How Apple’s iCloud Lead to the Conviction of Paul Manafort

Paul Manafort Credit: Mark Reinstein / Shutterstock
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Paul Manafort — the longtime political operative who, back in 2016, briefly served as the chairman for then-candidate Donald Trump’s presidential campaign — reached an official plea deal with the office of special counsel Robert S. Mueller on Friday, CNN reports.

Manafort, in August, was convicted by a grand jury on eight counts of bank and tax fraud — however he’s since agreed to cooperate “fully, truthfully, completely and forthrightly” with the ongoing Mueller probe into claims of Russian collusion during the 2016 presidential election, as well as a deal under the terms of which the former political heavyweight will plead guilty to just one count of conspiracy against the U.S. and one count of conspiracy to obstruct justice.

The turn of events in this ongoing saga are a story in themselves, but what’s most interesting to us is a report that reveals new details about how Manafort’s misuse of Apple products, as well as “poor operational security” within his business, may have ultimately brought about his downfall.

Multiple Apple Devices 

When federal agents raided his home back in July 2017, they reportedly seized “a large number of electronic devices,” according to a motion filed by Manafort’s attorney’s, which noted that among them were seven iPods, four iPhones, one MacBook Air, one iMac (including one Solid State Drive (SSD) and one Hard Disk Drive (HDD), two iPads and more.

Now, any die-hard Apple fan will assure you there’s nothing wrong with owning multiple devices — in fact that’s sort of the whole point, isn’t it? Unfortunately for Manafort, who used most of these devices to conduct his official business in various capacities, wasn’t using them properly if he intended to fly by under the radar.

What Happened?

We saw this back in June, when Manafort was out of jail on bond awaiting the first of two planned trials. Once again, the operative was nabbed by FBI agents after additional charges of witness tampering were filed against him. Federal prosecutors asserted at the time that Manafort had improperly contacted “two potential witnesses” via WhatsApp — a crucial error in his steps that was ultimately discovered by the bureau by way of a subpoena into his iCloud account.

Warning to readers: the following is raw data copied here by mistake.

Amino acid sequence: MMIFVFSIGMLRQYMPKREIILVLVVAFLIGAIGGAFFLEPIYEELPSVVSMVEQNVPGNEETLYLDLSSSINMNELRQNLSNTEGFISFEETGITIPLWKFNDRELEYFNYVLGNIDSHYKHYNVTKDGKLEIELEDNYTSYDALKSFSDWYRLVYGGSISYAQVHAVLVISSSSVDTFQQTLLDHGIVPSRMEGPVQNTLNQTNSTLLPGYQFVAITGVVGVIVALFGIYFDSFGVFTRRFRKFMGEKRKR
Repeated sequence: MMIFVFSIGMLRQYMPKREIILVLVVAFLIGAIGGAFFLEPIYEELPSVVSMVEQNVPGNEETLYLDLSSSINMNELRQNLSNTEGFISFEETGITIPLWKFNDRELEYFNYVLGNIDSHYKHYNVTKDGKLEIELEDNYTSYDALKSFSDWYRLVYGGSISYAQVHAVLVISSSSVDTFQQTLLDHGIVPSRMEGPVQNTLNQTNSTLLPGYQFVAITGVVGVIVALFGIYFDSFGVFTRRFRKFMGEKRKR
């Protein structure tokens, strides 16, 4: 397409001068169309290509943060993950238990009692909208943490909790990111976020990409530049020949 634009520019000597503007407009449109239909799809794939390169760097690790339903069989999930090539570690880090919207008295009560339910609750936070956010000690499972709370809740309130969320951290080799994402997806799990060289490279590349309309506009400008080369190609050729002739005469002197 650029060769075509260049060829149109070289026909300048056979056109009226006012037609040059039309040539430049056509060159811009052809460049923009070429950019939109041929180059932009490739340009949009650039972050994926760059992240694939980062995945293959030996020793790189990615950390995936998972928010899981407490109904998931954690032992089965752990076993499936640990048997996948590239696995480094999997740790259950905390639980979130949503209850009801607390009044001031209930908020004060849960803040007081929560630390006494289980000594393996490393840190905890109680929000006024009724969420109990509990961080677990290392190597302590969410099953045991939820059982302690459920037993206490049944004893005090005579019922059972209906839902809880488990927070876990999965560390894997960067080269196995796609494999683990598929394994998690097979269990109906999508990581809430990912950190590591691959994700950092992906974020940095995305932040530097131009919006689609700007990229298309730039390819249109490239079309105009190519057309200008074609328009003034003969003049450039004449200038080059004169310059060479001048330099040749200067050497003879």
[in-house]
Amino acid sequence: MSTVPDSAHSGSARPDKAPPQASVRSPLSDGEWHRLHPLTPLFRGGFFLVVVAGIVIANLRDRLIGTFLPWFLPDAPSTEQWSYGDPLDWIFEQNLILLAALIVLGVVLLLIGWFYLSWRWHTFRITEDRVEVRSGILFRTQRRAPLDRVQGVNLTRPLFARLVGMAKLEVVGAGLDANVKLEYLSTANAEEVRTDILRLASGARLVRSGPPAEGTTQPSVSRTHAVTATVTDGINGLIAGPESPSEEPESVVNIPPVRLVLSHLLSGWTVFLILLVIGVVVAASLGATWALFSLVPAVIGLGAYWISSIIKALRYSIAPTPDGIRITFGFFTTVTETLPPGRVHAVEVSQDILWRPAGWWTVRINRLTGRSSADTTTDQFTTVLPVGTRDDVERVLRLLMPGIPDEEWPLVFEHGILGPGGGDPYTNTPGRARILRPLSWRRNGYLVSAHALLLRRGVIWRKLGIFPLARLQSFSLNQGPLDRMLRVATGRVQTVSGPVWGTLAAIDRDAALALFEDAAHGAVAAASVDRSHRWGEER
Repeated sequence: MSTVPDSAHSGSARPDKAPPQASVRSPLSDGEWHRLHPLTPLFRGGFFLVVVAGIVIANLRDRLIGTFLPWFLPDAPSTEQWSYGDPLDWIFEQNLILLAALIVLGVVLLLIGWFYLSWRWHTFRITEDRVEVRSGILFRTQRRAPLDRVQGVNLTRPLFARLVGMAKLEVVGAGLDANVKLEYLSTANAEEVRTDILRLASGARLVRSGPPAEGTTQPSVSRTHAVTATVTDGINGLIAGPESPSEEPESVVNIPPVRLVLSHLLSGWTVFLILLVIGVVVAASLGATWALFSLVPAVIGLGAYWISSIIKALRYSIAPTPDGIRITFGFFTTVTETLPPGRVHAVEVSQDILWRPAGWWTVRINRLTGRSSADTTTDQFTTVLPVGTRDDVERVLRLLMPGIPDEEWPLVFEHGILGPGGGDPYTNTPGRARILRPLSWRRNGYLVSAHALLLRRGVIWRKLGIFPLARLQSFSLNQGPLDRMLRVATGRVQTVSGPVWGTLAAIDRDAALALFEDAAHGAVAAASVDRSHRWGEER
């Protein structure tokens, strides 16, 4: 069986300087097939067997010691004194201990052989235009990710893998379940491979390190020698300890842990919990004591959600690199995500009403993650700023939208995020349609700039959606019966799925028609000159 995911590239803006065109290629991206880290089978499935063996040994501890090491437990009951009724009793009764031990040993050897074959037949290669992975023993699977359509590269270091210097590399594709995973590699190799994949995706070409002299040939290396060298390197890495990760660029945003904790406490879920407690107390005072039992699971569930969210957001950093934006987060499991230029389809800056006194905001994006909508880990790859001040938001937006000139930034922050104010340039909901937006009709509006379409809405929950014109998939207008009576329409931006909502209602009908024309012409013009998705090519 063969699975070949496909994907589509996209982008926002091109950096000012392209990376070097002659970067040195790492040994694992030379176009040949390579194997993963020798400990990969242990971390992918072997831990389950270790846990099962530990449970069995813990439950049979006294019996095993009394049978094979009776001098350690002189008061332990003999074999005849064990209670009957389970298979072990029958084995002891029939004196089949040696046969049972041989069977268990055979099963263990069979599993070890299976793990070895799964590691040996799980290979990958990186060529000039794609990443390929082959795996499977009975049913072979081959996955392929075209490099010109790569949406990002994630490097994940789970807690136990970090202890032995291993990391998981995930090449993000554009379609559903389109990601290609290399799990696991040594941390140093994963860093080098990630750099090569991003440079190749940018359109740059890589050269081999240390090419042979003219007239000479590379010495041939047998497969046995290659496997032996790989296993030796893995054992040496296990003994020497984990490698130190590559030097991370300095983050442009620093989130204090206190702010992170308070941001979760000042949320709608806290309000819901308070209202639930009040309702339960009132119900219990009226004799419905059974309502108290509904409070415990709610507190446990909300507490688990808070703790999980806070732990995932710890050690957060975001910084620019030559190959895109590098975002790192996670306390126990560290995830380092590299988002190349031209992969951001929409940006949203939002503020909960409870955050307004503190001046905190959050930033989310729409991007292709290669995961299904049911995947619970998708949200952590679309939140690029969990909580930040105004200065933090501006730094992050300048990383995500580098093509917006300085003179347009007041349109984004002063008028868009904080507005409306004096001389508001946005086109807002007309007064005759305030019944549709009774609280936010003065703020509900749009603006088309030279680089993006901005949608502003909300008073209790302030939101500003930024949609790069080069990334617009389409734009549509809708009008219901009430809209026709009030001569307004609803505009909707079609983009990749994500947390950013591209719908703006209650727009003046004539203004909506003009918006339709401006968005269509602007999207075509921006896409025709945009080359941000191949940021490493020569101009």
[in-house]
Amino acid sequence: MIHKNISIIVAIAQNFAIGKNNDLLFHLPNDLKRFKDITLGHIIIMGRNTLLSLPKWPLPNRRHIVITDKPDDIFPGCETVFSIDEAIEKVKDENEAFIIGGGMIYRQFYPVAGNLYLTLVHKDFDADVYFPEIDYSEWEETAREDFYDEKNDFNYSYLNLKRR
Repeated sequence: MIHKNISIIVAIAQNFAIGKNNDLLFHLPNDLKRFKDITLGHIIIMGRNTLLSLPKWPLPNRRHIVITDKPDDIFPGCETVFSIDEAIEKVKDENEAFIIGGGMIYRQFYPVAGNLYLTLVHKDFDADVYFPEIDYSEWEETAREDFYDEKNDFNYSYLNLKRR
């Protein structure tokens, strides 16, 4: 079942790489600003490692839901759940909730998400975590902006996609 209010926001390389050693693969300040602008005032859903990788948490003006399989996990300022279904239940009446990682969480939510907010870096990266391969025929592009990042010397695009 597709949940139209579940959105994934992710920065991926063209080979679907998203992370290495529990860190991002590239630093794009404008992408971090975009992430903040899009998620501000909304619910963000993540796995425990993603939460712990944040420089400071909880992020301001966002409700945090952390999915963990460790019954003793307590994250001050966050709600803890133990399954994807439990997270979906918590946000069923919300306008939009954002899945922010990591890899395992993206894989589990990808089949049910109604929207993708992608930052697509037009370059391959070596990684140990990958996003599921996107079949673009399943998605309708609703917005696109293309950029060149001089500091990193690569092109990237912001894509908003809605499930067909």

As out turns out, from the get-go Manafort had been making the crucial mistake of backing up his encrypted WhatsApp messages between colleagues and confidants to an unencrypted iCloud account, which investigators obtained a court order to view, and, hence, the additional charge of witness tampering which Manafort plead guilty to on Friday.

While it doesn’t happen every day of the week, it’s certainly an unfortunate turn of events when casual missteps lead to crucial or otherwise incriminating errors. And while some might be quick to call-out Apple’s apparent hypocrisy for handing over Manafort’s iCloud credentials to investigators, it’s worth pointing out that Manafort actually did commit a federal crime.

And, as pursuant with Apple’s official iCloud terms of use, when you sign up for an account, “you acknowledge and agree that Apple may, without liability to you, access, use, preserve and/or disclose your Account information and Content to law enforcement authorities, government officials, and/or a third party, as Apple believes is reasonably necessary or appropriate, if legally required to do so or if Apple has a good faith belief that such access, use, disclosure, or preservation is reasonably necessary to: (a) comply with legal process or request.”


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